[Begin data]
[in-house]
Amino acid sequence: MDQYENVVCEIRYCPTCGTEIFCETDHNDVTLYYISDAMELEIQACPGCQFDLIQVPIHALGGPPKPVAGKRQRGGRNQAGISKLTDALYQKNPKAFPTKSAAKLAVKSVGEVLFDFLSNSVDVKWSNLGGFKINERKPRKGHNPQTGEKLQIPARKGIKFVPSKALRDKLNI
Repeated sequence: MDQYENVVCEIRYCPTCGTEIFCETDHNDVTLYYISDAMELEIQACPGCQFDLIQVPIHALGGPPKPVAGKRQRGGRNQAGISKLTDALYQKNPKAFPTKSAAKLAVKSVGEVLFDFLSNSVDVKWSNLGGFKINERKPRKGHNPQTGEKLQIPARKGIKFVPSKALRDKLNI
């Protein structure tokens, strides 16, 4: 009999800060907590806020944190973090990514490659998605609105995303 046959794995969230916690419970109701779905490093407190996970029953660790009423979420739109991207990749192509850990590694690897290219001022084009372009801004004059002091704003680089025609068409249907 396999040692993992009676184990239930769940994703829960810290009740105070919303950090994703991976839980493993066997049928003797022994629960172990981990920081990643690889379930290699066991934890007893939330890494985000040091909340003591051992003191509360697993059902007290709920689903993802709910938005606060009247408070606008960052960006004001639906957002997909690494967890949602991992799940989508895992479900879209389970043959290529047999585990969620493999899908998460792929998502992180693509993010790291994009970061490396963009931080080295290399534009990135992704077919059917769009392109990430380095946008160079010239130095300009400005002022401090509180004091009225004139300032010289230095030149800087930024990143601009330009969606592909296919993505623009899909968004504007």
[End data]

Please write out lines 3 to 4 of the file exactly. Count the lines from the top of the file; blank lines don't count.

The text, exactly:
Repeated sequence: MDQYENVVCEIRYCPTCGTEIFCETDHNDVTLYYISDAMELEIQACPGCQFDLIQVPIHALGGPPKPVAGKRQRGGRNQAGISKLTDALYQKNPKAFPTKSAAKLAVKSVGEVLFDFLSNSVDVKWSNLGGFKINERKPRKGHNPQTGEKLQIPARKGIKFVPSKALRDKLNI
């Protein structure tokens, strides 16, 4: 009999800060907590806020944190973090990514490659998605609105995303 046959794995969230916690419970109701779905490093407190996970029953660790009423979420739109991207990749192509850990590694690897290219001022084009372009801004004059002091704003680089025609068409249907 396999040692993992009676184990239930769940994703829960810290009740105070919303950090994703991976839980493993066997049928003797022994629960172990981990920081990643690889379930290699066991934890007893939330890494985000040091909340003591051992003191509360697993059902007290709920689903993802709910938005606060009247408070606008960052960006004001639906957002997909690494967890949602991992799940989508895992479900879209389970043959290529047999585990969620493999899908998460792929998502992180693509993010790291994009970061490396963009931080080295290399534009990135992704077919059917769009392109990430380095946008160079010239130095300009400005002022401090509180004091009225004139300032010289230095030149800087930024990143601009330009969606592909296919993505623009899909968004504007």